is the supremum of the dimensions of the local rings of of $R$, see
Properties, Lemma \ref{properties-lemma-codimension-local-ring}.
Clearly this is maximal for closed points $r$ in which case
$\text{trdeg}_k(\kappa(r)) = 0$ (by the Hilbert Nullstellensatz, see
Morphisms, Section \ref{morphisms-section-points-finite-type}).
Hence the lemma follows.
\end{proof}
\begin{lemma}
\label{lemma-groupoid-on-field-dimension-equal-stabilizer}
Let $S$ be a scheme. Let $(U, R, s, t, c)$ be a groupoid scheme
over $S$. Assume $U = \Spec(k)$ with $k$ a field.
Assume $s, t$ are locally of finite type.
Then $\dim(R) = \dim(G)$ where $G$ is the stabilizer group scheme of $R$.
\end{lemma}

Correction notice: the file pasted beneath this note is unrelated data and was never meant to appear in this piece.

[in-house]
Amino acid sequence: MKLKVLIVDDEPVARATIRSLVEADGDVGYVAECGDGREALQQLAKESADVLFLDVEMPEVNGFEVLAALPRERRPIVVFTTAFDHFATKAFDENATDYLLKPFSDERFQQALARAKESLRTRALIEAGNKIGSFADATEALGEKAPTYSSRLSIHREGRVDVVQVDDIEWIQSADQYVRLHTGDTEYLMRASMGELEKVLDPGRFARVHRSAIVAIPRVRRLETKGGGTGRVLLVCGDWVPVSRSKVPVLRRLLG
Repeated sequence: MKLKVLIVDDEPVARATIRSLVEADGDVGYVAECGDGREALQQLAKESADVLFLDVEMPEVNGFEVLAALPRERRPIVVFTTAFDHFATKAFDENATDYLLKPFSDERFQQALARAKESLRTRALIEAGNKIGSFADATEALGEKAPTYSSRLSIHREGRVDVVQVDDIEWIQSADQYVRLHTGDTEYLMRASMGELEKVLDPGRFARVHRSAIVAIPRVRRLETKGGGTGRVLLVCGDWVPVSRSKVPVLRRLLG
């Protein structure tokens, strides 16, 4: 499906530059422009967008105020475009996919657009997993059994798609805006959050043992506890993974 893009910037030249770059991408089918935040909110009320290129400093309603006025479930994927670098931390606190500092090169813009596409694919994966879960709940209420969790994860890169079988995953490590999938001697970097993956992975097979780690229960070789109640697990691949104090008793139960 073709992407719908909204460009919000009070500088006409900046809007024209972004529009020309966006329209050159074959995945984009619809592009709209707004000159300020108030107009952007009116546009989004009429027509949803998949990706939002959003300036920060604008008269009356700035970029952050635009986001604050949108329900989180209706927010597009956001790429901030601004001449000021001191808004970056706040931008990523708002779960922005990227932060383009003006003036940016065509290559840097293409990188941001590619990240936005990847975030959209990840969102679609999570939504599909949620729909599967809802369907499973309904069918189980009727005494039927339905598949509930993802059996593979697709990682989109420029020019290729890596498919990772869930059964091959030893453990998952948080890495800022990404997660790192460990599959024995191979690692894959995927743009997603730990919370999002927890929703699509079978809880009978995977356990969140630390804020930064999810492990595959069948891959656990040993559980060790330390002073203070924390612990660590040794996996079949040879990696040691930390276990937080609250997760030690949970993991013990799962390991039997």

\begin{proof}
Let $Z \subset R$ be the irreducible component passing through $e$ (see
Lemma \ref{lemma-groupoid-on-field-geometrically-irreducible})
thought of as an integral closed subscheme of $R$.
Let $k'_s$, resp.\ $k'_t$ be the integral closure of
$s(k)$, resp.\ $t(k)$ in $\Gamma(Z, \mathcal{O}_Z)$.
Recall that $k'_s$ and $k'_t$ are fields, see
Varieties, Lemma \ref{varieties-lemma-integral-closure-ground-field}.
By
Varieties, Proposition \ref{varieties-proposition-unique-base-field}
we have $k'_s = k'_t$ as subrings of $\Gamma(Z, \mathcal{O}_Z)$.
As $e$ factors through $Z$ we obtain a commutative diagram
$$
\xymatrix{
k \ar[rd]_t \ar[rrd]^1 \\
& \Gamma(Z, \mathcal{O}_Z) \ar[r]^e & k \\
k \ar[ru]^s \ar[rru]_1
}
$$
This on the one hand shows that $k'_s = s(k)$, $k'_t = t(k)$, so
$s(k) = t(k)$, which combined with the diagram above implies
that $s = t$! In other words, we conclude that $Z$ is a closed
subscheme of $G = R \times_{(t, s), U \times_S U, \Delta} U$.
The lemma follows as both $G$ and $R$ are equidimensional, see